Albert Einstein said the definition of insanity is doing the same thing over and over again and expecting different results. He must have been watching the Dallas Cowboys’ running game when he said it. Felix Jones’ inability to produce yardage in the first two games of the regular season has many fans scratching their heads. Especially, after his stellar preseason.
Jones looked stronger than ever during training camp and throughout the preseason. Most observers agreed he was running with a power and strength they hadn’t seen since his rookie year. His preseason totals included 15 carries for 96 yards and one touchdown in limited play. Still, it was enough for many experts to pin this as Jones’ breakout year.
Then the regular season started and out trots that old Felix Jones. In his first regular season game against the Jets, Jones managed 44 yards on 17 carries and a one yard touchdown run. But many fans were left wondering what happened to the bruising runner they saw just a few weeks earlier? What happened to the moves? The speed? It’s like someone went back in time and swapped our breakout star for last year’s slower model.
Things took a turn for the worse for Jones on Sunday against the San Francisco 49ers. Early in the first quarter, Jones separated his shoulder. He played through the injury but only recorded 25 yards on 9 carries. His longest run of the day was for five yards. The other running backs didn’t fair any better as the Cowboys were playing from behind the entire game.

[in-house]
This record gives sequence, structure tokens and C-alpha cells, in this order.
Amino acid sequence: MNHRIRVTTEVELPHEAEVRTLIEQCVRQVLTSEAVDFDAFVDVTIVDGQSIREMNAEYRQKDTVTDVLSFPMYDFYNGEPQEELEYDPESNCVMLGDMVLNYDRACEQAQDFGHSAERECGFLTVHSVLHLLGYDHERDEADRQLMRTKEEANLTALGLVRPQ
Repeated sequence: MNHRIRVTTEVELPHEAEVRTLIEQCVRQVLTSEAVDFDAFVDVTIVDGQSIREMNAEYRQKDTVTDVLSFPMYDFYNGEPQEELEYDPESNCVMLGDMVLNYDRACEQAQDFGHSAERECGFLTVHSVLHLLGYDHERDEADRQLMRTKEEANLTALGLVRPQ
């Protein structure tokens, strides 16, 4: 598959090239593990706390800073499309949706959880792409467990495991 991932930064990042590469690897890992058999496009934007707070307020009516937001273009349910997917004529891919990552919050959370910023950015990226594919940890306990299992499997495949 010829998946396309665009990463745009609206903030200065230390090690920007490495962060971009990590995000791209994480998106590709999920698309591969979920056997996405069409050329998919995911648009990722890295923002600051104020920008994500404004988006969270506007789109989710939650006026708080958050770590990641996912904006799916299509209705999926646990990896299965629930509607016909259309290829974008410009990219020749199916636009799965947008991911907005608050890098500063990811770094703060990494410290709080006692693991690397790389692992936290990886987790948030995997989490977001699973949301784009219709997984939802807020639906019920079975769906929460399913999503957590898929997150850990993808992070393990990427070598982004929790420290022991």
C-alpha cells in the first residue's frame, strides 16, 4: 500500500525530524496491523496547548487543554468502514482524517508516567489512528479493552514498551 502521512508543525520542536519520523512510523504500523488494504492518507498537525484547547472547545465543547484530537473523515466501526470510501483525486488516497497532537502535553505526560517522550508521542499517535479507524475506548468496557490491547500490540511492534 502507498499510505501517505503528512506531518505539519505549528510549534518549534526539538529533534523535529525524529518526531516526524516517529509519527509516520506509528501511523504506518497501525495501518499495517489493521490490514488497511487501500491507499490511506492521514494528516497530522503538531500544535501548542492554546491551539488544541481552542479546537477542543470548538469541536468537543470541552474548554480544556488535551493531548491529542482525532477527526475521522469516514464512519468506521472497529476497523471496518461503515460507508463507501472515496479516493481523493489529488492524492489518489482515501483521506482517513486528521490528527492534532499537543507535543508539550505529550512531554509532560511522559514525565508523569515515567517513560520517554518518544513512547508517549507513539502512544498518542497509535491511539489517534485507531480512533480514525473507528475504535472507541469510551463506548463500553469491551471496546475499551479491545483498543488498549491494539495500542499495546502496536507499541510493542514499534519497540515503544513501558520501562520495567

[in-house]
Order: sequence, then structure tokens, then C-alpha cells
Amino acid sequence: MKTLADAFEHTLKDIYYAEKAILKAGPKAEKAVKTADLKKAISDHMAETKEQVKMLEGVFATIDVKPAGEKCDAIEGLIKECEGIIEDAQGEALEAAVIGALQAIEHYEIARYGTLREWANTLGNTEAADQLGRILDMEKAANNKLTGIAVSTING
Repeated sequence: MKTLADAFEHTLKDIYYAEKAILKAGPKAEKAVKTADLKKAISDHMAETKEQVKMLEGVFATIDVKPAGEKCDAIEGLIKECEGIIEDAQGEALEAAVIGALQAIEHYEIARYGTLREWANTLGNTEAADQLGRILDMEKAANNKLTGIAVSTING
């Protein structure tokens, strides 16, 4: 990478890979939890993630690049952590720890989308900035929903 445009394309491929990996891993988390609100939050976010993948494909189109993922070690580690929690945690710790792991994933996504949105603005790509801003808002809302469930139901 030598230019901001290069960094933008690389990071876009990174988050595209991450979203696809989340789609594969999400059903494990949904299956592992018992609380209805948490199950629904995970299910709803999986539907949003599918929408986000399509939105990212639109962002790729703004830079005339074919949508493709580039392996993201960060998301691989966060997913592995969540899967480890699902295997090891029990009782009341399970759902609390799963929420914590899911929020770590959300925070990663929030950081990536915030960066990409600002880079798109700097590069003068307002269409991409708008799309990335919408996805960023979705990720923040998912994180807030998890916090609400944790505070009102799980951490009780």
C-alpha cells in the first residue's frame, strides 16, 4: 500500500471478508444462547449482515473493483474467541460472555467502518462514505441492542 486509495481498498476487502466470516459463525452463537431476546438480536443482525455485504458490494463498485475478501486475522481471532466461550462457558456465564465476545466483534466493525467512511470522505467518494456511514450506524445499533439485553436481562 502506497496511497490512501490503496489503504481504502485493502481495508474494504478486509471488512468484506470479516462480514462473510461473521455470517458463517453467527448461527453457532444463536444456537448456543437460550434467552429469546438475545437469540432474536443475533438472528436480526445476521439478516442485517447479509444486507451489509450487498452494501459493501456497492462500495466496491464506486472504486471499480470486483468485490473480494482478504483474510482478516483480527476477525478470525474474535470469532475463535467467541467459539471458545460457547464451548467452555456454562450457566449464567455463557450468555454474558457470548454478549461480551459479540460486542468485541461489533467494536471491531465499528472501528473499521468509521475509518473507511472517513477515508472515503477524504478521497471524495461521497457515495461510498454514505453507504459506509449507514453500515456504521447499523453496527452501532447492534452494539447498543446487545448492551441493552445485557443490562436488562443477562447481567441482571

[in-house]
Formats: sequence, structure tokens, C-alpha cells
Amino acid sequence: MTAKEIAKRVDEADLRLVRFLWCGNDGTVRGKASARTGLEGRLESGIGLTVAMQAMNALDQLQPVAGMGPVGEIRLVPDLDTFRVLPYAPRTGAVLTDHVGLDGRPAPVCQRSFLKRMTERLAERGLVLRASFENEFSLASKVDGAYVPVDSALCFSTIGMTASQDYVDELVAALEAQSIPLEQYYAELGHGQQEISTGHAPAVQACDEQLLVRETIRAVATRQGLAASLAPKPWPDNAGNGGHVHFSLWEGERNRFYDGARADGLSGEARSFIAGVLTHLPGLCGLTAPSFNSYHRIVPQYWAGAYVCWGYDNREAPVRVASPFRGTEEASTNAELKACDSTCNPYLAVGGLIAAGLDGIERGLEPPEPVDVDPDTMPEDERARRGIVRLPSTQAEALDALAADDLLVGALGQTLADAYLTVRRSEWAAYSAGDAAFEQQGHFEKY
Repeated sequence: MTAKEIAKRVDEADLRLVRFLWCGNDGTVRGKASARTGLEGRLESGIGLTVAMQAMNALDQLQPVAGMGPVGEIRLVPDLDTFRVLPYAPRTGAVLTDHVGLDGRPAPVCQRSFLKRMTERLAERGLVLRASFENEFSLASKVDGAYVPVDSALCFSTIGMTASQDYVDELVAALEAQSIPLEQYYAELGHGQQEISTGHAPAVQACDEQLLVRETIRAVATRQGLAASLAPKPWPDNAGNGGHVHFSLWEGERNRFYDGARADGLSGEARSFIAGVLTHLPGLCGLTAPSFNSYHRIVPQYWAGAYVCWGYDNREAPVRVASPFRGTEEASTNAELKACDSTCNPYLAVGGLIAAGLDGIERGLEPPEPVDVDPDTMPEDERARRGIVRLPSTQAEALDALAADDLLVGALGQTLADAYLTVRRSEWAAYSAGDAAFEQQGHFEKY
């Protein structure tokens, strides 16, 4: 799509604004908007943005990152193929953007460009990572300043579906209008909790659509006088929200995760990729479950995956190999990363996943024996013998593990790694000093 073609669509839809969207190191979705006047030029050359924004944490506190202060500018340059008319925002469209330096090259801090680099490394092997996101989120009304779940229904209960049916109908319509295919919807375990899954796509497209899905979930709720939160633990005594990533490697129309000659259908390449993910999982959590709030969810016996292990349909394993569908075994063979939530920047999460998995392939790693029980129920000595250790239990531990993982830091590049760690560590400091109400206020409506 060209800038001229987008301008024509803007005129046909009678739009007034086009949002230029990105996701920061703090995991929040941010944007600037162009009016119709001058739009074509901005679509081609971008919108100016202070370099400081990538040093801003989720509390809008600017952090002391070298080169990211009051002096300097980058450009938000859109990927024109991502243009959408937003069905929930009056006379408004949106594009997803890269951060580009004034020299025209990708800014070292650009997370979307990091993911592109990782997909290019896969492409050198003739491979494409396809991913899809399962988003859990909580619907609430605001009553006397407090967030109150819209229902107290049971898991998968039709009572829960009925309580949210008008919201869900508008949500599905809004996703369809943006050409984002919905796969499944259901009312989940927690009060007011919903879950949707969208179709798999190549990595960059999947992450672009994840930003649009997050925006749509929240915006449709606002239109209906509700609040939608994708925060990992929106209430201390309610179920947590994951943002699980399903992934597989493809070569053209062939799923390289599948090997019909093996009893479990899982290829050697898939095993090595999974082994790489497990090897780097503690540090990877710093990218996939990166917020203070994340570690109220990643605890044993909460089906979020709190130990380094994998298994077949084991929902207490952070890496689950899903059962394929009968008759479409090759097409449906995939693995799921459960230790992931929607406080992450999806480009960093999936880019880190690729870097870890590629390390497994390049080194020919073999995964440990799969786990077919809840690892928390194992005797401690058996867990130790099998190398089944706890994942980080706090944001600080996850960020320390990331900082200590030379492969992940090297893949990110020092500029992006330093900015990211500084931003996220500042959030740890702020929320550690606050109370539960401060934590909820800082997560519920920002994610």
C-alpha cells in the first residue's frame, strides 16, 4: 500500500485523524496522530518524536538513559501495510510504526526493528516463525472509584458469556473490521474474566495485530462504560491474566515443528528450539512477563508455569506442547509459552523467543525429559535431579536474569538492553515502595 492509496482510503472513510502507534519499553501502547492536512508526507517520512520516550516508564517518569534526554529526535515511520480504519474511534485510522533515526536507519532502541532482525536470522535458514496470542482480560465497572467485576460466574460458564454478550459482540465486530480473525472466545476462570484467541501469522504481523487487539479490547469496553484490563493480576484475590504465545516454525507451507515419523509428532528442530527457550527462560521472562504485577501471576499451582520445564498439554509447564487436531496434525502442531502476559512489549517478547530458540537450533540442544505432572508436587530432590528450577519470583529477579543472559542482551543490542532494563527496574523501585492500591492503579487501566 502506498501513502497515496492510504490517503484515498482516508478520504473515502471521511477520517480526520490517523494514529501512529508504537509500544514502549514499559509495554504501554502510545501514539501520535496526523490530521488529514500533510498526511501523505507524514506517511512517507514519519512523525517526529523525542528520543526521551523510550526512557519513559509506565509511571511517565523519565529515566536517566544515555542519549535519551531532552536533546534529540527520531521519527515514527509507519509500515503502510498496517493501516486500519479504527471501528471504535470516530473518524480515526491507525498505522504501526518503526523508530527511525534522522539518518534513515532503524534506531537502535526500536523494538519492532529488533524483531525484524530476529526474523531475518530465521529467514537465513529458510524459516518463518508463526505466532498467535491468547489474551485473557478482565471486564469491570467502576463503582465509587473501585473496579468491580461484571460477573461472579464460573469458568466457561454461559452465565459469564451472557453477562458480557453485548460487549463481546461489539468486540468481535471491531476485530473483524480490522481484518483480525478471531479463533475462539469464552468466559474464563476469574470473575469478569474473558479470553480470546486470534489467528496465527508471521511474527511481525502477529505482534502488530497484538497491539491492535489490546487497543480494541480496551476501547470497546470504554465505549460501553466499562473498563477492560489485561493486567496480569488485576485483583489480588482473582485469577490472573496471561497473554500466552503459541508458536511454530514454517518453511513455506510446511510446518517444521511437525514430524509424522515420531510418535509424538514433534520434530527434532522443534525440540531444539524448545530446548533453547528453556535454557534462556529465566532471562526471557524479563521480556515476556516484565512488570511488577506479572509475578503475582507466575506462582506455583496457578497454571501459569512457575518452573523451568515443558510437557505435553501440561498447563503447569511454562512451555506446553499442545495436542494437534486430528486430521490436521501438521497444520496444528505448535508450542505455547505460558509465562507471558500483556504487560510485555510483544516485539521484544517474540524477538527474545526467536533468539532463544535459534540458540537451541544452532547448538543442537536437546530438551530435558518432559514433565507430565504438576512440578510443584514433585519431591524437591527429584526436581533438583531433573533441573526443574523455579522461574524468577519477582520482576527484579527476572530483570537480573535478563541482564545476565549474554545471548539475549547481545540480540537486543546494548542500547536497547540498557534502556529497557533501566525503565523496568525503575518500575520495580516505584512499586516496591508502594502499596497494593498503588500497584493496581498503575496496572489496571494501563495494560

The biggest red flag that our running game needs a “kick in the tail” took place late in the fourth quarter. On a critical 3rd and 2, on the 49ers 28 yard line, Head Coach Jason Garrett elected to run the ball with Miles Austin. Let me repeat this point again: Down by 3 points, and in order to get a first down to secure a closer field goal attempt for our rookie kicker, Coach Garrett elects to pitch the ball to Miles Austin to get those two yards. That says everything you need to know about the current confidence level in our running game. Needless to say, Austin got stuffed in the backfield, fumbled the ball, and injured his hamstring all in that one play.
Is there any doubt that Frank Gore’s number would have been called if San Francisco was in that same position? That’s what we’re missing in the backfield.
Obviously, Jones is the scapegoat here. There are many factors leading to why Dallas’ running game is struggling. One of the main ones is the young offensive line. Their inability to make running lanes for Jones results in a lot of those two yard scampers.
Another point a lot of fans are making is the Jones isn’t a starting running back. Felix started his career as a complementary or “change of pace” back to starter Marion Barber. And some fans believe this is his overall best role on the team.
If this is true, who would make a better starting running back for the Cowboys? The obvious choice is Choice. Tashard has the experience and a proven track record. Rookies DeMarco Murray and Phillip Tanner both have potential but we really haven’t seen enough from them to warrant the starting job. If Choice is a better fit as the starter, when might we expect Dallas pull the trigger?
It may be sooner, than later. Jones’ shoulder injury has the potential to keep him out of next week’s game against the Redskins. If so, this could be the opportunity Choice has been waiting for. If he can outperform Jones, the starting job should be his. If not, it might be time to roll the dice with one of these rookie running backs. But no matter what, Miles Austin better just stick to receiving from now on.